ECO and Greenpeace have identified five major environmental issues that must be addressed by whichever parties form the government after the election. These issues are climate change, freshwater, oceans, natural heritage and environmental leadership.
Each issue has a goal and five actions or policies. We asked politicians to commit to implementing all 25 policies. These actions will make a big difference for our environment.
Scroll down or use the menu on the left to choose the issue or issues that you want to know more about.
Our Five Goals
Vote for the Environment advocates five goals that political parties should adopt if they wish genuinely to improve the state of New Zealand's environment and show environmental leadership.
1: Tackle climate change by reducing GHG emissions by 30% on 1990 levels by 2020
2: Clean up all New Zealand streams and rivers by 2020
3: Reform oceans management by 2010 to preserve and protect the marine environment
4: Save New Zealand's natural heritage
5: Show leadership for the Environment
The policies that will make a difference
Political parties should make the following commitments:
Climate change is the world's most profound environmental crisis. New Zealand has one of the highest per-capita greenhouse gas emissions in the developed world. Our emissions are growing faster than any other developed country. New Zealand has to show leadership on climate change to retain credibility on the world stage. Even with an emissions trading scheme, New Zealand lags behind many developed countries that have committed to unilateral emission reductions of 20% by 2020 and 30% emission reductions if other developed countries match them. New Zealand is not even a fast follower, let alone a leader. New Zealand needs to:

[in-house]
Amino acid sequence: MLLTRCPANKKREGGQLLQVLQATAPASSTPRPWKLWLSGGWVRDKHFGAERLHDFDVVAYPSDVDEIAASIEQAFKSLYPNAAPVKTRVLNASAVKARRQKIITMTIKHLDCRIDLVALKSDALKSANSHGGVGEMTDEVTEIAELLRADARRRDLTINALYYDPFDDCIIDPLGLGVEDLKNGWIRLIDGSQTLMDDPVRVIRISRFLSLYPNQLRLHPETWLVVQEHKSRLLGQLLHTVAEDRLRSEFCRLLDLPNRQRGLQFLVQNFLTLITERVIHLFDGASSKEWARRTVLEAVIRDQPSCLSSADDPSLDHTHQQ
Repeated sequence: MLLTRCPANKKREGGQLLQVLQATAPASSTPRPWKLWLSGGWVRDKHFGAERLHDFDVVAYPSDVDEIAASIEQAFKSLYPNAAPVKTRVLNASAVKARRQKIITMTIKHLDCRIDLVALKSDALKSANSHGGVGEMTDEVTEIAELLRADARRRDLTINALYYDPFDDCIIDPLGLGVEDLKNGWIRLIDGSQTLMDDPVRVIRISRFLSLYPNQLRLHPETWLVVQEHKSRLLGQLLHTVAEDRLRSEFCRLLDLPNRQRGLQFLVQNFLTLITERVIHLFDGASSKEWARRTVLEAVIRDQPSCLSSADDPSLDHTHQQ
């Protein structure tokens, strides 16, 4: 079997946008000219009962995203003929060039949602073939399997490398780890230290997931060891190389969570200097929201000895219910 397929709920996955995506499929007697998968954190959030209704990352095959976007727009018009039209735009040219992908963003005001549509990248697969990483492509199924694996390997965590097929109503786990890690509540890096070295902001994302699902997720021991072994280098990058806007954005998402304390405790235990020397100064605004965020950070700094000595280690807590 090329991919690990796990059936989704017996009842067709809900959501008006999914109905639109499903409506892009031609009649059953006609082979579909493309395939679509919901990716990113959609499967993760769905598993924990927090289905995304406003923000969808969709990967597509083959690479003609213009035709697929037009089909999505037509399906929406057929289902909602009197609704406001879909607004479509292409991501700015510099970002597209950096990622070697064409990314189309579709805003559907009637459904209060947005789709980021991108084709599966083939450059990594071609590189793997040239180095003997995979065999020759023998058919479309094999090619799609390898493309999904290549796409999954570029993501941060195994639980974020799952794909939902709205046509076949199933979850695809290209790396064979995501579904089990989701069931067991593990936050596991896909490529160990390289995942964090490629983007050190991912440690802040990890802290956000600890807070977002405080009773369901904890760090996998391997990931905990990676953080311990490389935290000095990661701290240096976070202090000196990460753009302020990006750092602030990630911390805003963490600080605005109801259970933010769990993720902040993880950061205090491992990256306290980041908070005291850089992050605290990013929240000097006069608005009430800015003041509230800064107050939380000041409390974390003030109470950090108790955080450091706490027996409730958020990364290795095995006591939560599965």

- Bring all sectors and gases into the Emissions Trading Scheme by January 2011.
- Ban all new large scale thermal electricity generation
- Spend $4 billion over five years to 2013 on public and active transport, including rail.
- Ban new coal mines and fully protect the upper Waimangaroa Valley including Happy Valley.
- Retain the $1 billion energy efficiency and conservation fund.
New Zealanders highly value clean water for drinking, domestic use, stock water, conservation, recreation and tourism. New Zealand's lakes, rivers and streams are increasingly at risk from inappropriate development, and polluted by agricultural runoff, . Many New Zealanders get sick from swimming in, or drinking from, polluted water. New Zealand needs to:
Introduce a significant charge on nitrogenous fertilisers by 2010 to reduce water pollution.
- Implement a National Policy Statement by 2010 to clean up New Zealand's rivers, lakes and small waterways and reverse the decline of our freshwater biodiversity by 2020.
- Implement a moratorium on new water takes for irrigation, including Central Plains Water, until environmental flows are set.
- Protect all wild and scenic rivers from hydroelectric development by 2011 including the Mokihinui River.